Many Americans are currently satisfied with the growing economy. Unemployment is down. Currently only 3.9% of Americans list themselves as looking for work today; down from 4.9% in October 2016. Typically, in periods of low unemployment, wages are expected to increase. According to the Bureau of Labor Statistics, today’s real average hourly wage is $10.76 per hour. In October of 2016, the average real hourly wage was $10.72 per hour. Average hourly wages have increased by only four cents an hour since 2016.
Still, one must consider the inflation rate. The current US core rate of inflation is 2.4%. From January to July of 2018, inflation has risen .8 percent. Inflation has grown over the last few years, making the slightly increasing nominal wages less impactful. Over the past year, nominal wages— the amount of money people receive in their paychecks without taking inflation into account–have increased 2.7%. As the price of goods and services have risen, average wages have not kept pace. These factors together lead to a stagnation in real wages. The Economic Policy Institute argues that data shows that workers and the US economy as a whole would benefit significantly from nominal growth rates (the rate not adjusted for inflation) above 3.5% over a long period of time. Adjusted for inflation, average weekly earnings have fallen 0.1% in the last 12 months.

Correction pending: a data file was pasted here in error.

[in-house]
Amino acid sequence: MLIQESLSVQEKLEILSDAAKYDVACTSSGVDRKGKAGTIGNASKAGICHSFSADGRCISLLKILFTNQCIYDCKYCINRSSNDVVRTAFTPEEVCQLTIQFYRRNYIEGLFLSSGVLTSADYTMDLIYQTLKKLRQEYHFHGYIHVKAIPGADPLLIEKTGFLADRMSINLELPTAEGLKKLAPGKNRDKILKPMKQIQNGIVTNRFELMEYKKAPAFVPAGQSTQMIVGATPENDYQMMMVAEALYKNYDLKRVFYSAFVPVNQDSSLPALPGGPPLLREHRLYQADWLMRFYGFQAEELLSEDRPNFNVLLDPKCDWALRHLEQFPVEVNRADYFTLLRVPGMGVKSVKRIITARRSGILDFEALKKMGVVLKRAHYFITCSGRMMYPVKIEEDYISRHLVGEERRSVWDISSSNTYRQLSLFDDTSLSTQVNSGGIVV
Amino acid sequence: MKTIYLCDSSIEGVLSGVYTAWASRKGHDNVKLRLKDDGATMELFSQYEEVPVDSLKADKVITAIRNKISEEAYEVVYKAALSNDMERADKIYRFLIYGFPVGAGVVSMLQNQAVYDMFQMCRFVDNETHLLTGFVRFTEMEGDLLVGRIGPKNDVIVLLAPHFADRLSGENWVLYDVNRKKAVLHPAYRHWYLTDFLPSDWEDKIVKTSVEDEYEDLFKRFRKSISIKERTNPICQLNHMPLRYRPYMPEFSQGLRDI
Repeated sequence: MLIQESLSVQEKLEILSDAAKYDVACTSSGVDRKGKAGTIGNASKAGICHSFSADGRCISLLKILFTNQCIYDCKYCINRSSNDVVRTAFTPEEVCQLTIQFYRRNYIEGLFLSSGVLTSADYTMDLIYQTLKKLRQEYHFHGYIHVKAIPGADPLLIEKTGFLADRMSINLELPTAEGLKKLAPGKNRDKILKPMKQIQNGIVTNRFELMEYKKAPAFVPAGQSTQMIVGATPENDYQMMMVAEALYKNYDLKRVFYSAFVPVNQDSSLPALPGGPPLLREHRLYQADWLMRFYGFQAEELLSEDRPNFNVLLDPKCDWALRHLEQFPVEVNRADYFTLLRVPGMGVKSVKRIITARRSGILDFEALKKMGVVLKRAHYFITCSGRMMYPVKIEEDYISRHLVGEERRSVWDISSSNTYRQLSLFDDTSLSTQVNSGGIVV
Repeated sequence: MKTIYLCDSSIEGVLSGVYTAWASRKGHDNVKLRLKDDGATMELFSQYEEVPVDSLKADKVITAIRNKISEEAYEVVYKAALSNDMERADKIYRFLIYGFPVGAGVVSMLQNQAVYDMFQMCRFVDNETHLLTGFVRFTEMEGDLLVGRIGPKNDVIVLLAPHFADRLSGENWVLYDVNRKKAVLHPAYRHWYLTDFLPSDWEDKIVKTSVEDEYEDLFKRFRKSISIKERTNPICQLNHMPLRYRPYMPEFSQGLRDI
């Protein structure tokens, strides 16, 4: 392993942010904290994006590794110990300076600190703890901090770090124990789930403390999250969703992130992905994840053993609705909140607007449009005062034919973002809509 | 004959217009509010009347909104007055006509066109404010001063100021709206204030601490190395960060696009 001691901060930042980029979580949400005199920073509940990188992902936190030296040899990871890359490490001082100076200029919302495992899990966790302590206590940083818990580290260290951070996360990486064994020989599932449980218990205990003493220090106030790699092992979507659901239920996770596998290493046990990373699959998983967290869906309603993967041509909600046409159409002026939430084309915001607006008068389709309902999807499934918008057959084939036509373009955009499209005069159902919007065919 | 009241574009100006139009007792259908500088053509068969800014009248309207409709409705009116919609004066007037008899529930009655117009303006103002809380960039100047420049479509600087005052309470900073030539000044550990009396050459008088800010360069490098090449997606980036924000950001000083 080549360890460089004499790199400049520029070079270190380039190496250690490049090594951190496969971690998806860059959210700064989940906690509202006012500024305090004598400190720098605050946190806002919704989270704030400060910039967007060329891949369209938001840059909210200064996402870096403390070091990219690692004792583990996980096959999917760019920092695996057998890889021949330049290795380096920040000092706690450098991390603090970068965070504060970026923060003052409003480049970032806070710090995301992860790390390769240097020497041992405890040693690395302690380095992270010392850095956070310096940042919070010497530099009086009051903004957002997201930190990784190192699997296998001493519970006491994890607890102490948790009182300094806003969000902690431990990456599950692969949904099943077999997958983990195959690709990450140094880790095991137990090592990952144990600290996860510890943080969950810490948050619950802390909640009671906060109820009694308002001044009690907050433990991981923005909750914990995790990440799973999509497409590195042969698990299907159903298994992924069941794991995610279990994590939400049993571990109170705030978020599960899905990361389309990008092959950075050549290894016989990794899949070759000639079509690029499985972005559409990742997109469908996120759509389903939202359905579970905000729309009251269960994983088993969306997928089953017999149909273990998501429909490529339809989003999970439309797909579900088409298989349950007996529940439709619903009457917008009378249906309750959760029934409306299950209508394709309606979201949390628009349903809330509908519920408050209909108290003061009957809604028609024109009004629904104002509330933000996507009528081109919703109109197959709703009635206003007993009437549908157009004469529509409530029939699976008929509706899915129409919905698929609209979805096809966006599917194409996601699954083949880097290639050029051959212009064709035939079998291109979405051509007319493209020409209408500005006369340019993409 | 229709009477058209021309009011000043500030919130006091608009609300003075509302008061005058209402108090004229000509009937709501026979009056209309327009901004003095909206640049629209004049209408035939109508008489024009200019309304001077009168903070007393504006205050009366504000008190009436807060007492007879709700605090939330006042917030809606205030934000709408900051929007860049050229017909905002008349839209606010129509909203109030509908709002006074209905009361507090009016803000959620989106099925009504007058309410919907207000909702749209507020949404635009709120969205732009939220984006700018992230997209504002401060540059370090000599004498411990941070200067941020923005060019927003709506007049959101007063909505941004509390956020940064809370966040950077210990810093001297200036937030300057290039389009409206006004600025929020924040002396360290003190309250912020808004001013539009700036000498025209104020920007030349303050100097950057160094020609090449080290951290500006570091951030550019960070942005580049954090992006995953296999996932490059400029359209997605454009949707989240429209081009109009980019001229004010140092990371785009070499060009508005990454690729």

While many feel the economy is on the upswing, some may be confused as to why their paycheck is not providing a better standard of living. The devil is in the details. While unemployment is down, and wages have slightly increased in response, the inflation rate is rapidly rising. Because inflation is rising faster than wages are growing, many wage-earning Americans are not getting the full benefit of a growing economy. For people with disabilities, inflation strongly impacts those on a fixed income. Some individuals with disabilities have a higher cost of working, such as special transportation needs. This further reduces the value of their wage-earning dollar.